Why You Need to Learn How to Teach (Even if You're Not a Teacher)


Early on in my transition from being full-time employed (as an instructor at a small university) to being full-time self-employed, I began working with my husband helping him with his website design business. My husband has many strengths, however, being able to communicate with his clients effectively was not one of the them; in fact, he ran into some serious obstacles in helping them understand what he was doing, why he was doing it, and why it was valuable.

That’s where I came in: using strategies I’d employed as an educator, I was able to teach the clients about their project. It lead to higher success rates in signing new clients, and clients that were happier with the work because they understood what we were doing. Since then I’ve mostly transitioned into my own work as a coach and trainer, but every so often I still attend meetings with my husband to help him educate his clients about their projects.

Like most people, I used to think that “teaching” was limited to classrooms and other formal educational settings. But now I firmly believe that being able to teach effectively is one skill that can transform your career, no matter what industry or profession you’re in.

Being able to teach is the key to helping your clients, customers, and colleagues understand and value your work, ideas, services, or products.

Knowing the fundamentals of teaching will help you lead more productive meetings, deliver higher-quality presentations, and train your new hires more effectively. And all of that leads to lower turnover (which is expensive), happier employees, and more business. This goes beyond simply being able to explain things more effectively. Teaching strategies include developing a measurable objective, explaining complex concepts in a simple manner, and using quality evidence to support your key points. Additionally, these strategies aren’t limited to presentations or face-to-face interactions.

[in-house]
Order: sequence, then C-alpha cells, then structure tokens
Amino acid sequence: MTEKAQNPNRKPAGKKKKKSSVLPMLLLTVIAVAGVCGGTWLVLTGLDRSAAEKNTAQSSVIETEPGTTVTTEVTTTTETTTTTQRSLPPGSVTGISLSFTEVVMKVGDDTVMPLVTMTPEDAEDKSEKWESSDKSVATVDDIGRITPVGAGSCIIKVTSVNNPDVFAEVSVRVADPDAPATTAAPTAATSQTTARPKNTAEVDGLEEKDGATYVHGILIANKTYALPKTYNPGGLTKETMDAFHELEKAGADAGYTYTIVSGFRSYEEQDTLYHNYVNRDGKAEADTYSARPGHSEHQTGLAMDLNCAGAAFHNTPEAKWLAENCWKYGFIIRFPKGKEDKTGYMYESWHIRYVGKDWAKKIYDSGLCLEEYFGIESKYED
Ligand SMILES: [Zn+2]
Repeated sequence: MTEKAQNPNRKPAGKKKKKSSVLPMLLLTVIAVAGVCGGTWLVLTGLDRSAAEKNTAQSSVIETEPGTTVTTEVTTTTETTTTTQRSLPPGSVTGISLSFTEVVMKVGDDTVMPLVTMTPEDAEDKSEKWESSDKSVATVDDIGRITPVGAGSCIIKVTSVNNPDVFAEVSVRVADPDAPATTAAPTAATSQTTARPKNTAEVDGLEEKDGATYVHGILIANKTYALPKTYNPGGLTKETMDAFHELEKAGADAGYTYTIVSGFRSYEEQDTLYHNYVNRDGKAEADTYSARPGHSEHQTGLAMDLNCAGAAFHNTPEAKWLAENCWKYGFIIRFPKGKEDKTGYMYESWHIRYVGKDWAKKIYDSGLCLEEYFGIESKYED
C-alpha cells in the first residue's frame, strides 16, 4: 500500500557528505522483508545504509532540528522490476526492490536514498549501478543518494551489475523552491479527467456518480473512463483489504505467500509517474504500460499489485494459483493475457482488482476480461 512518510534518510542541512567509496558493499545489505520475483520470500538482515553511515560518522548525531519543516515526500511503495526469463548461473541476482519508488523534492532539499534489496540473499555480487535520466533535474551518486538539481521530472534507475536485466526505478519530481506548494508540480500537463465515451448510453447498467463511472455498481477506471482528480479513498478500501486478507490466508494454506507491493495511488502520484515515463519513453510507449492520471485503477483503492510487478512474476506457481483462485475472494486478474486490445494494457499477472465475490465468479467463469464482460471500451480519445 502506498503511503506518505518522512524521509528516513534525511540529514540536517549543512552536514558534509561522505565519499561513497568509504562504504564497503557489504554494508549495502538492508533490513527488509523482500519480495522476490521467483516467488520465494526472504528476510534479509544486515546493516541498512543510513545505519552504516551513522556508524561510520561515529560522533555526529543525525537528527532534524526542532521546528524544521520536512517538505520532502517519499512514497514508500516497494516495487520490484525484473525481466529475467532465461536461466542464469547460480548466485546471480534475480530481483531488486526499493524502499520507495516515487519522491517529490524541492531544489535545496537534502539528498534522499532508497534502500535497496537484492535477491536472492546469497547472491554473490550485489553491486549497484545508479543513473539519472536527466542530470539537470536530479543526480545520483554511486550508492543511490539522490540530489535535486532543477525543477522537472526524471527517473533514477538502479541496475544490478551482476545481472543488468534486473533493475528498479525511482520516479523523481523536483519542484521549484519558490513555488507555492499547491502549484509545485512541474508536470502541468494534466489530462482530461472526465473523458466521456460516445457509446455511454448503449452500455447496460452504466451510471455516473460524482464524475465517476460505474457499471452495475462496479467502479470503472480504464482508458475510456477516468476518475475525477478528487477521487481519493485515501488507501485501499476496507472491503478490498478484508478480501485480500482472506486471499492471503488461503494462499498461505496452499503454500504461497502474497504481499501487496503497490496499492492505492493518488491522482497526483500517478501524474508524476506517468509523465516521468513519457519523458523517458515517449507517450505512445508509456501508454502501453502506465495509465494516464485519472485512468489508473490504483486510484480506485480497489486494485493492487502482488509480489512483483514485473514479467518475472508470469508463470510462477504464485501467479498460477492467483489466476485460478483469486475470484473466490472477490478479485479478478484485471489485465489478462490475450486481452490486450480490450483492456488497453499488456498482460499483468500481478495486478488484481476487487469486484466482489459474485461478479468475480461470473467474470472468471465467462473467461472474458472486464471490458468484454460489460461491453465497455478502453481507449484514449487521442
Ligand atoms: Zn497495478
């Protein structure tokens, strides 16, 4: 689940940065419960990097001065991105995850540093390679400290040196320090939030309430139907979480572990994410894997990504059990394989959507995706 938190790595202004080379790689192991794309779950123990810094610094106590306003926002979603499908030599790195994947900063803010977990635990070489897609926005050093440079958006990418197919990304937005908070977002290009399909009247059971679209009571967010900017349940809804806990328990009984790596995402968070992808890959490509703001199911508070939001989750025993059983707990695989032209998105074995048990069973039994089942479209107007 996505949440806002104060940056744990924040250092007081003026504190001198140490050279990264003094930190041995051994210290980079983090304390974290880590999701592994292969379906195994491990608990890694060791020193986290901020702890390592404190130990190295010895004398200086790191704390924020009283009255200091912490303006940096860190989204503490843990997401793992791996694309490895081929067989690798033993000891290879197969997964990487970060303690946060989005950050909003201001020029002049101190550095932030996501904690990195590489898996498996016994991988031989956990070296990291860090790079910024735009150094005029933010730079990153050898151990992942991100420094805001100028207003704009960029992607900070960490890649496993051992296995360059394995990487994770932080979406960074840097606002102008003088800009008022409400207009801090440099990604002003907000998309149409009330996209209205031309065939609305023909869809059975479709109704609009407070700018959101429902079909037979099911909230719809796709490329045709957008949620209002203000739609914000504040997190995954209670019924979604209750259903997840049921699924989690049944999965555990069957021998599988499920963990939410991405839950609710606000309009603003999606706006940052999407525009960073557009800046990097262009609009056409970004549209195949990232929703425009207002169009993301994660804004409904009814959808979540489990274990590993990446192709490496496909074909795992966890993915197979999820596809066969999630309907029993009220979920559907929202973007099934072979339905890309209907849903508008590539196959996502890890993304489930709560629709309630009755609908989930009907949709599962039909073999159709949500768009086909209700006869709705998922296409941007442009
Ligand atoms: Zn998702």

Consider the role of the blog in content marketing. Early on blogs were basically online diaries where people detailed their daily lives. Now they’re resource centers that businesses use to educate their clients. An effective, well-written blog post teaches customers and clients about how that business will solve their key problems. Companies are now willing to invest in writers who understand how to write to explain, teach, and inform their audiences about their key product or service because it brings in higher-quality leads with higher conversion rates.

You’ve undoubtedly heard the adage about if you teach someone to fish, they’ll eat for a lifetime. But even better, once they experience success from their fishing, they will come back to you and ask “What else can you teach me?” You will have established yourself as someone who knows how to solve problems and offer value through your teaching.

In any profession, using educational strategies in your meetings, sales and marketing, conferences calls, and trainings, will help your audience to better understand your key value proposition. When they understand your value - which is you know how to teach them something that solves their problem - they are more likely to adopt your viewpoint, agree with your ideas and strategies, buy your product or service, etc. And who doesn’t want that?

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